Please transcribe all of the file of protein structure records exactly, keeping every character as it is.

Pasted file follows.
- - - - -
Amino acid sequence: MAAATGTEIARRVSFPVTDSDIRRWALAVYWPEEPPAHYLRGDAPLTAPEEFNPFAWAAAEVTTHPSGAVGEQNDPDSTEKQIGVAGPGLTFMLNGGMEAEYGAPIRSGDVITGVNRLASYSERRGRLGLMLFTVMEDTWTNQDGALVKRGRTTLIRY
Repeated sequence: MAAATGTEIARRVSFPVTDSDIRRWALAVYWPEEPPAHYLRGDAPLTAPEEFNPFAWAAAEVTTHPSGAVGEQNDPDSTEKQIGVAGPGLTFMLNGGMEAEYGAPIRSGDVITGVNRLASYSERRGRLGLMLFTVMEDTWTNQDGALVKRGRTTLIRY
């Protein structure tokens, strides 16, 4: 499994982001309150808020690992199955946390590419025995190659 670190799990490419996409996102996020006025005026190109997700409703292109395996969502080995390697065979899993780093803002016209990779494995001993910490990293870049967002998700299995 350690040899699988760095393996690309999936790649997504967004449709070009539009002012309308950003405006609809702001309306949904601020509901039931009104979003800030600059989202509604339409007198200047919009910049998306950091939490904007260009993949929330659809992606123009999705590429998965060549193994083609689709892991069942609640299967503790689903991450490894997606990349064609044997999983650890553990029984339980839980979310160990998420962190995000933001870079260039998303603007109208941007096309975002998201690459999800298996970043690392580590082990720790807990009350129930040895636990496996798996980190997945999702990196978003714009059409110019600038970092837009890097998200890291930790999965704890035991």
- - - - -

Amino acid sequence: MAAATGTEIARRVSFPVTDSDIRRWALAVYWPEEPPAHYLRGDAPLTAPEEFNPFAWAAAEVTTHPSGAVGEQNDPDSTEKQIGVAGPGLTFMLNGGMEAEYGAPIRSGDVITGVNRLASYSERRGRLGLMLFTVMEDTWTNQDGALVKRGRTTLIRY
Repeated sequence: MAAATGTEIARRVSFPVTDSDIRRWALAVYWPEEPPAHYLRGDAPLTAPEEFNPFAWAAAEVTTHPSGAVGEQNDPDSTEKQIGVAGPGLTFMLNGGMEAEYGAPIRSGDVITGVNRLASYSERRGRLGLMLFTVMEDTWTNQDGALVKRGRTTLIRY
């Protein structure tokens, strides 16, 4: 499994982001309150808020690992199955946390590419025995190659 670190799990490419996409996102996020006025005026190109997700409703292109395996969502080995390697065979899993780093803002016209990779494995001993910490990293870049967002998700299995 350690040899699988760095393996690309999936790649997504967004449709070009539009002012309308950003405006609809702001309306949904601020509901039931009104979003800030600059989202509604339409007198200047919009910049998306950091939490904007260009993949929330659809992606123009999705590429998965060549193994083609689709892991069942609640299967503790689903991450490894997606990349064609044997999983650890553990029984339980839980979310160990998420962190995000933001870079260039998303603007109208941007096309975002998201690459999800298996970043690392580590082990720790807990009350129930040895636990496996798996980190997945999702990196978003714009059409110019600038970092837009890097998200890291930790999965704890035991």